No such submission has been made, as the first quarter is not yet complete.

The contract and service period with CAL is for March 14, 2018 to March 13, 2021.

The airline makes year-round flights between AIA and JFK International Airport in New York, using a 737 aircraft with a capacity of 154 seats.

SVG provided a revenue guarantee of US$110,380 per return flight

The revenue guarantee requirement was met for 14 of 49 round trips operated to date.

The remaining flights operated under the revenue guarantee threshold, resulting in a shortfall of US$1,059,724 for the operating period thus far.

“The figure was settled through the Tourism Authority for that period, March to December 2018.”

The minister said that billing and reconciliation is done quarterly.

He said 8,412 passengers arrived on CAL at AIA from March 2018 to December 2018 and 8,227 departed.

McKie said that revenue generated over this period was US$2,858,766.

“Revenue guarantee for those flights was US$3,918,490, hence the shortfall of US$1.059 million, which is 27 per cent of the threshold established.”

He said that to these numbers should be added those of the SunWing charters.

These 737 aircraft flights, with a capacity of 180 made 16 return flights between January and December 2018.

They brought in 1,898 passengers to AIA and took out 2,324 passengers.

“All told, these four international carriers made some 99 return calls and a one-way flight between December 2017 and December 2018. They brought in 14,584 passengers and took out 14,354 passengers, a total movement of 28,938 passengers in and out of the Argyle International Airport.”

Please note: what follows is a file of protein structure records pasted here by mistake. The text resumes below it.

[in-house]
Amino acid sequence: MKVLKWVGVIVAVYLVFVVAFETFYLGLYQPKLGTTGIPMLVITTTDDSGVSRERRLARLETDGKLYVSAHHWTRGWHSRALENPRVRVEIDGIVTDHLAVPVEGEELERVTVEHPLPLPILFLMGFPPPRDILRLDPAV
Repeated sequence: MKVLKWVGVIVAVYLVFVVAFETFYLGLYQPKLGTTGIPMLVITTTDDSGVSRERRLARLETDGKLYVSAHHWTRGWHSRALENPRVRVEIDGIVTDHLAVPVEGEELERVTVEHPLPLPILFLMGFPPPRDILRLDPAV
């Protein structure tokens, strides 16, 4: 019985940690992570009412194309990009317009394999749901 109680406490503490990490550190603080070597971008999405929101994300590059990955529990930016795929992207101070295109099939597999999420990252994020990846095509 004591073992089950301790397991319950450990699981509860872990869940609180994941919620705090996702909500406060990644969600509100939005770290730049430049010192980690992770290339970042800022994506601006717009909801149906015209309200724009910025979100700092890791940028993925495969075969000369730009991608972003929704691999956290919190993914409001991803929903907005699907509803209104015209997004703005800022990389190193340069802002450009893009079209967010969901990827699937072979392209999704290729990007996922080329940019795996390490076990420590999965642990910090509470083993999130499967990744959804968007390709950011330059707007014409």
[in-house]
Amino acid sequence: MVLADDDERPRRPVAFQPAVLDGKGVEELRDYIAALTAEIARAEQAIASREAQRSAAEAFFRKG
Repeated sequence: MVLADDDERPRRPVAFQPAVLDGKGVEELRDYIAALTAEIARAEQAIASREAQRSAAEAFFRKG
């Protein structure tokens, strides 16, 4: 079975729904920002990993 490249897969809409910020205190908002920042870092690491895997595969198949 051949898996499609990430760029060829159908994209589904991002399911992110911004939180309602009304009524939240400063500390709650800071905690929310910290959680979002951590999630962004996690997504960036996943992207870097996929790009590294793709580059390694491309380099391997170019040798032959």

Asked by Friday if the monies paid to CAL are sustainable going forward, the minister said:

“I think the honourable prime minister, when he addressed the operation of the Argyle International Airport, and I also endorsed it, we made these contractual arrangements with the understanding that the airport will not be up to profitable stage from the beginning.

“It will take some time and I think the nation understands this and accepts this explanation. These contractual arrangements will be reviewed on an on-going basis, and, importantly, we are in discussion with other airlines and the assessment will have to be done in terms of how profitable and how quickly we can have these aircraft operate on a profitable basis.”

Friday said: “I hope soon, Mr. Speaker.”

McKie replied, “Rome wasn’t built in a day.”

“We’re not in Rome,” Friday said.

14 replies on “Millions allocated to guarantee flights to AIA”

  1. If “The Government of St. Vincent and the Grenadines has committed itself to millions of dollars in revenue guarantee for the international airlines flying to St. Vincent and the Grenadines.” Is this AIA, the “Argyle International Airport” therefore a terrible white elephant, to be subsidised by the already hard pressed Vincentian Tax payers?

    That is not what we were originally told would happen! If we have “had to dole out more than US$1 million to support Caribbean Airlines’ (CAL) flights between New York and AIA.” Just think of what that sum could otherwise contributed in jobs creation with lower tax levels on businesses and individuals here.

    What has happened to that slogan “Build it and they will come”? We have been had! We were sold nothing but a pussy in a bag!

    1. Don’t forget that AIA costs over $EC 13 million more than the perfectly servicable E.T. Joshua airport to operate.